By Peter Wickham | Sun, October 28, 2012 - 12:01 AM
The 1982 Trinidad and Tobago Road March tune penned by Penguin suggests that a deputy is essential, and while I fully appreciate that he was making reference to non-political spheres of life, his words have often been associated with Caribbean politics, to the extent that most people now presume that a Deputy Prime Minister is indeed vital.
This presumption is ironic, since there is no constitutional or other legal requirement that there be such a post of deputy in either the Government or Opposition.
As with all senior Government posts, it needs to be filled on a temporary basis when the substantive office holder is not available. However, this does not mean that that a permanent person has to be designated to this post.
In the case of the Governor General, who is constitutionally superior to the Prime Minister, the Constitution initially conveys the right (to the Prime Minister) to identify any other person to act in that post, but specifies the Chief Justice, followed by the President of the Senate, as those mandated if no other person is available.
There is, however, no post of Deputy Governor General in our system, and while the Constitution allows for the appointment of a Deputy Prime Minister, there is no constitutional requirement that there be such a person or post holder.
Moreover, as is the case with the Governor General, the Constitution does not attempt to be persuasive regarding the Acting Prime Minister, other than to state that the appointed person must be a member of the House of Assembly.
The Prime Minister can therefore appoint any MP as Acting Prime Minister, or indeed appoint any person (or persons) as Deputy in a way that is entirely consistent with his own preference. As such, since Independence, we have had Deputy Prime Ministers, and on occasion there has been none; but on every occasion that the Prime Minister has himself been unavailable, there has been an Acting Prime Minister.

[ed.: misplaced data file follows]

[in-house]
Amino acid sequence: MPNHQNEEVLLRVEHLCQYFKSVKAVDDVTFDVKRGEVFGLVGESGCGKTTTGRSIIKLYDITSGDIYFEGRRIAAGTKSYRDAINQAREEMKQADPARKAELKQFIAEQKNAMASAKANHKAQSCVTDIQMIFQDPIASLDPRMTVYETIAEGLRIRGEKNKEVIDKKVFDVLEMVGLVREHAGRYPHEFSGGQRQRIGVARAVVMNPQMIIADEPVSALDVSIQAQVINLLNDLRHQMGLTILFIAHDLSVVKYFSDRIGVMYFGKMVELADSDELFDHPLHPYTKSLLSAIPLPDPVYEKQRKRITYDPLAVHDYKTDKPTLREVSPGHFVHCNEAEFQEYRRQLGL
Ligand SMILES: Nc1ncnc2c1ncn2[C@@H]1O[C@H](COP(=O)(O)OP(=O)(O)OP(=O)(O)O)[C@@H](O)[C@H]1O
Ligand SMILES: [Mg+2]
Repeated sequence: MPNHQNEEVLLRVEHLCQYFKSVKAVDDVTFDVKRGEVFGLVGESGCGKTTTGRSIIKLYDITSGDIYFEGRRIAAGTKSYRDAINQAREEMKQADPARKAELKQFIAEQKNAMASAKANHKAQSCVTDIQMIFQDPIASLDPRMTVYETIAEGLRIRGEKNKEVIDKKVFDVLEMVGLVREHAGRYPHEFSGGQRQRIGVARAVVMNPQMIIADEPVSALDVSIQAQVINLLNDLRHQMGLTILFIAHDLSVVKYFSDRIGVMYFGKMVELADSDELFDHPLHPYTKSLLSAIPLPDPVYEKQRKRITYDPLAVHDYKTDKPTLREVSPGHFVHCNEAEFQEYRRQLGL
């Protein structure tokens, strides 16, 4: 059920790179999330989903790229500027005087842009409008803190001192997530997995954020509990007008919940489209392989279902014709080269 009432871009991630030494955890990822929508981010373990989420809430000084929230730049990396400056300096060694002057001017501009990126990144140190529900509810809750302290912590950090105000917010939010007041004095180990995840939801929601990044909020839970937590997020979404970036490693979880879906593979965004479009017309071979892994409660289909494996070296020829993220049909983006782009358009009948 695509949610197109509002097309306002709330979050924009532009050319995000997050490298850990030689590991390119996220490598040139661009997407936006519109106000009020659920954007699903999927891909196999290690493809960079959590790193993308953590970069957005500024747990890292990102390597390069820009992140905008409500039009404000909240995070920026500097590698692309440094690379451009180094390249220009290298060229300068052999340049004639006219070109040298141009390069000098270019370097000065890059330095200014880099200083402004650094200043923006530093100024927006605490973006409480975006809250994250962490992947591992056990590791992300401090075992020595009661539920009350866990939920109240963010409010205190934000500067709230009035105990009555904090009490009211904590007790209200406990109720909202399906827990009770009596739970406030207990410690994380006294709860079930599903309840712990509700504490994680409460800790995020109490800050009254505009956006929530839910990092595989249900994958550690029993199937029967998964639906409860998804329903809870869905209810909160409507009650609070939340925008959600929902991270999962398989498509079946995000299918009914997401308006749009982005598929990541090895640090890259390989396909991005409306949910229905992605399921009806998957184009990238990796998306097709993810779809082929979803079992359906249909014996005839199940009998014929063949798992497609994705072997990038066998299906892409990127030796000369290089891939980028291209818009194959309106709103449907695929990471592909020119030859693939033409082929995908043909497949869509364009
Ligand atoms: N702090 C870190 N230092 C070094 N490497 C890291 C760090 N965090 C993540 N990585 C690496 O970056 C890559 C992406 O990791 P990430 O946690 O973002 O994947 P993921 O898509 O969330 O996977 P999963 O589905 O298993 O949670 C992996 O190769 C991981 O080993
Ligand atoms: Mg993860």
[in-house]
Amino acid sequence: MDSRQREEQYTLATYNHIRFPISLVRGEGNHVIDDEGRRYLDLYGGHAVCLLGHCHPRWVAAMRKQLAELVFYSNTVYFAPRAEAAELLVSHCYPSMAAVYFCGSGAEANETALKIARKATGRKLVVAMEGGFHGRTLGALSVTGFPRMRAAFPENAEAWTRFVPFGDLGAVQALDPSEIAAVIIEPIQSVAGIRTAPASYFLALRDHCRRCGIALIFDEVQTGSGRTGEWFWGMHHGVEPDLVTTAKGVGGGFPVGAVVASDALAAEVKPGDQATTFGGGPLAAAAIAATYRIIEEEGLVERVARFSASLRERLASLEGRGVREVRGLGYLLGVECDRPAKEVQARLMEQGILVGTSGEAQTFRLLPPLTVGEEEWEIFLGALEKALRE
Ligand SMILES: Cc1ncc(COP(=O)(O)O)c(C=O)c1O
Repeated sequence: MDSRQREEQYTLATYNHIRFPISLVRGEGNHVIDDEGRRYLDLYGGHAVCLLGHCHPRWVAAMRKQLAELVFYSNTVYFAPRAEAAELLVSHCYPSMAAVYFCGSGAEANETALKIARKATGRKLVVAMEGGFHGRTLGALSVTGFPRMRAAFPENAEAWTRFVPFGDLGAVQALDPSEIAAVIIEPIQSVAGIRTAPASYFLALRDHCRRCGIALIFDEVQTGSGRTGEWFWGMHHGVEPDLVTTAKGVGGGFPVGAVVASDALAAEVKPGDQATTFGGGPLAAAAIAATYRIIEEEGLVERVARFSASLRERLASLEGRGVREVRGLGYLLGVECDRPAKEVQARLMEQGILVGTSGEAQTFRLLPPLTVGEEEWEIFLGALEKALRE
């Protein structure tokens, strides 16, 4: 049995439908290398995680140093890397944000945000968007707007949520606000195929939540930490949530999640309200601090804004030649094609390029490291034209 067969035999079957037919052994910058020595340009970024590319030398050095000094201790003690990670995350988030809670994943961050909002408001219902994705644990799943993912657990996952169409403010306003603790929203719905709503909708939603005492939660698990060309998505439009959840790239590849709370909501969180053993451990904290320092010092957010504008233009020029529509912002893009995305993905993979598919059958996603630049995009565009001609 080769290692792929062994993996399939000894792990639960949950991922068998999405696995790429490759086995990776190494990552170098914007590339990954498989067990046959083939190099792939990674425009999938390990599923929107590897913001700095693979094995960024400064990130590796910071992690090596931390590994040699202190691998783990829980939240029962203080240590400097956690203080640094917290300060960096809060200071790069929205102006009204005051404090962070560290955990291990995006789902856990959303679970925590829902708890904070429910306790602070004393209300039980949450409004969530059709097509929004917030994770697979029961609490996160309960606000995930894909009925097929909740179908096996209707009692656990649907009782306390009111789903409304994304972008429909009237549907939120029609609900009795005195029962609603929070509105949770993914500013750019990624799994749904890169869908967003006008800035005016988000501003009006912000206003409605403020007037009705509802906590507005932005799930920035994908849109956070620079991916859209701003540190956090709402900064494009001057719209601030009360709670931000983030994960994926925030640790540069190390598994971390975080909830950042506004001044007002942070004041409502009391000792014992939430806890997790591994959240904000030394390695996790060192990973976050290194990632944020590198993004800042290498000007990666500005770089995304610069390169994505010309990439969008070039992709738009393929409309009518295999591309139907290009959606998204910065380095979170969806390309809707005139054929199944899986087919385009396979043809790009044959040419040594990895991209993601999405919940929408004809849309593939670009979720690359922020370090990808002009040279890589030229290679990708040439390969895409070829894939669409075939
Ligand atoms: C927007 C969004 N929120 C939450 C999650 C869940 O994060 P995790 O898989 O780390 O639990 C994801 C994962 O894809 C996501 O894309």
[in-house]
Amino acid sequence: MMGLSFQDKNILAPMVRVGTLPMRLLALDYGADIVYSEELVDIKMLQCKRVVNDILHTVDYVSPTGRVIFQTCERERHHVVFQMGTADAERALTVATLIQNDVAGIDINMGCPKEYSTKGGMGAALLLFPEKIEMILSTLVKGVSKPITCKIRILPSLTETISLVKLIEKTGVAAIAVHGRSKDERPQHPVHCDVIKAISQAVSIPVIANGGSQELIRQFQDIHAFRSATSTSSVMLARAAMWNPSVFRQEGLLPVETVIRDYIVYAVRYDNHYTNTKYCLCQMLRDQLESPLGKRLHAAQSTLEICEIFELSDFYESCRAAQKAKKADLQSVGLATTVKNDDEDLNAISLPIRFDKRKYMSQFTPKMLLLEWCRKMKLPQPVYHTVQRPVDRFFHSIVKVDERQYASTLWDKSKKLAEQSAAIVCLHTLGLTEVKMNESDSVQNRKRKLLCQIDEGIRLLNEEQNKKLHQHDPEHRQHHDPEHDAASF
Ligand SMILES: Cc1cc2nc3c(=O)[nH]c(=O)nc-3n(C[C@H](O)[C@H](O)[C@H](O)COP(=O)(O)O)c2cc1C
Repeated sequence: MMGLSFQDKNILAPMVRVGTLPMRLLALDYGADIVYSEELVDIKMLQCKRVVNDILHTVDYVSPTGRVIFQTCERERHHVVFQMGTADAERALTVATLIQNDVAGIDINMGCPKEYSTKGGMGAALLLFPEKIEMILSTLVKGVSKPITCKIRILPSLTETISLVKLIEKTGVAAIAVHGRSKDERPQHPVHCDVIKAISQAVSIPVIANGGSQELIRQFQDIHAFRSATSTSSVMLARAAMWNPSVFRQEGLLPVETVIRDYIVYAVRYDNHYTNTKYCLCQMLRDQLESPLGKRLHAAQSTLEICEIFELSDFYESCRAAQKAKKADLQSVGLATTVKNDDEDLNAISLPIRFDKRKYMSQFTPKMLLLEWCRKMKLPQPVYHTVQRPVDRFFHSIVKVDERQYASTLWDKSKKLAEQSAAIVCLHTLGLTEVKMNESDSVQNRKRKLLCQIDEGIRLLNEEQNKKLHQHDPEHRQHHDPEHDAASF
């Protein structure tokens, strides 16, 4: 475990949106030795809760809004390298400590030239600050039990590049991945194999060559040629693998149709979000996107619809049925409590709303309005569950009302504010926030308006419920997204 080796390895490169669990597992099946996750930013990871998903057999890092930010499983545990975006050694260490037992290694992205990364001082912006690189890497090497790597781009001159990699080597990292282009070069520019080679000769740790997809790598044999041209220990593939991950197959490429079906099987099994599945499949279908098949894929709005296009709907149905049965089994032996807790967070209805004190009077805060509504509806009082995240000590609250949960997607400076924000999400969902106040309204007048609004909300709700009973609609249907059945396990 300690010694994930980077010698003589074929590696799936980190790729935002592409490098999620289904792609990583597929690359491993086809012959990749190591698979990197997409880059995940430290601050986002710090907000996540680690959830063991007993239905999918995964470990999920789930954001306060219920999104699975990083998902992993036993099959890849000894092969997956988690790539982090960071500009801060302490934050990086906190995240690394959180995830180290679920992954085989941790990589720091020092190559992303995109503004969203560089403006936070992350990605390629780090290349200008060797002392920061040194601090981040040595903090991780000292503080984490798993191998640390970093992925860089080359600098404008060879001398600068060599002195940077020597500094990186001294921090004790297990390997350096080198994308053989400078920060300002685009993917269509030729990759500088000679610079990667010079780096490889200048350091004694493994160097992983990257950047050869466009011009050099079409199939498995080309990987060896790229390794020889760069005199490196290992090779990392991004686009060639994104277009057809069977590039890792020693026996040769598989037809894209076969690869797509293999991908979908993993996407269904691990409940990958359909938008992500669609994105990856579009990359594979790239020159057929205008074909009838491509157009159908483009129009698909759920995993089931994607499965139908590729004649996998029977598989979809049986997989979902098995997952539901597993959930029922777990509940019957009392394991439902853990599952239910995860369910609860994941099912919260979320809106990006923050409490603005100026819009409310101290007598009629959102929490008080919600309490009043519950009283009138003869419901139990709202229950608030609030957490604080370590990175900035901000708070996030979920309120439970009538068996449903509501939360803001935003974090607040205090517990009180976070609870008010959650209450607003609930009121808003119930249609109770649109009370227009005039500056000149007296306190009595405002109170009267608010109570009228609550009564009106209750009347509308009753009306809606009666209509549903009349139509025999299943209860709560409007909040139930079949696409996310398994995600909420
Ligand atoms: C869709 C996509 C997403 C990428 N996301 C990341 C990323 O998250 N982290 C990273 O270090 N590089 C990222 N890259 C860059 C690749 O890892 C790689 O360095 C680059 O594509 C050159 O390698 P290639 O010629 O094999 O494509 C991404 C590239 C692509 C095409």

In the past, Prime Minister Errol Barrow has appointed Sir James Tudor as his Deputy
and thereafter Sir Lloyd, who succeeded Barrow on his death. Tom Adams was comfortable with Sir Harold St John, who also succeeded him. However, Sir Harold never appointed a Deputy, while Sir Lloyd did, in the shape of Sir Philip Greaves.
Owen Arthur appointed Dame Billie Miller almost immediately upon assumption of the office, but later conveyed this title to Mia Mottley, while elevating Dame Billie to the post of Senior Minister.
David Thompson’s action therefore in not appointing a Deputy immediately was somewhat similar to that of Sir Harold, since they both kept their options open regarding an acting appointment, which we presume was politically motivated.
It is this political motivation that creates the intrigue with the politics of the number two post.
There have been other regional prime ministers who have opted not to appoint a deputy, such as Kamla Persad-Bissessar in Trinidad and Tobago.
However, Thompson’s actions differed in that he never overtly discussed the issue and thereafter appointed the same person (Freundel Stuart) to act on any occasion that he travelled; and where both travelled, Ronald Jones was appointed.
In the case of Persad-Bissessar, she stated her intention to rotate the acting appointment and thereafter identified alternative ministers when she travelled. As such, Thompson’s actions were somewhat odd and it almost appeared as though he was “auditioning” Stuart, whom he subsequently appointed as deputy.